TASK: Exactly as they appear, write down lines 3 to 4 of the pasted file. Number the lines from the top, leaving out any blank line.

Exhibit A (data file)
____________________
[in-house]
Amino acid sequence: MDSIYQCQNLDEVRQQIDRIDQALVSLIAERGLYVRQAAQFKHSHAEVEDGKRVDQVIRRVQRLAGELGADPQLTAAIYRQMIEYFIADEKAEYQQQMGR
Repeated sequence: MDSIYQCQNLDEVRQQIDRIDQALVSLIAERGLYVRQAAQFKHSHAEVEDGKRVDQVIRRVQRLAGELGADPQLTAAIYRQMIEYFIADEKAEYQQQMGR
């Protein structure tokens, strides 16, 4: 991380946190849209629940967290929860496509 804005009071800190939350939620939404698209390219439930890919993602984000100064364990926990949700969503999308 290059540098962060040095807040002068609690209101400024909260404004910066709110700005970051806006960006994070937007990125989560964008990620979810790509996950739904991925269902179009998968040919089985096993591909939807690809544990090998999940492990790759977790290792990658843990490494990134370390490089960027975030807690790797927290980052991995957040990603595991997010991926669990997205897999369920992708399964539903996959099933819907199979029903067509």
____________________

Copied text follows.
Repeated sequence: MDSIYQCQNLDEVRQQIDRIDQALVSLIAERGLYVRQAAQFKHSHAEVEDGKRVDQVIRRVQRLAGELGADPQLTAAIYRQMIEYFIADEKAEYQQQMGR
């Protein structure tokens, strides 16, 4: 991380946190849209629940967290929860496509 804005009071800190939350939620939404698209390219439930890919993602984000100064364990926990949700969503999308 290059540098962060040095807040002068609690209101400024909260404004910066709110700005970051806006960006994070937007990125989560964008990620979810790509996950739904991925269902179009998968040919089985096993591909939807690809544990090998999940492990790759977790290792990658843990490494990134370390490089960027975030807690790797927290980052991995957040990603595991997010991926669990997205897999369920992708399964539903996959099933819907199979029903067509």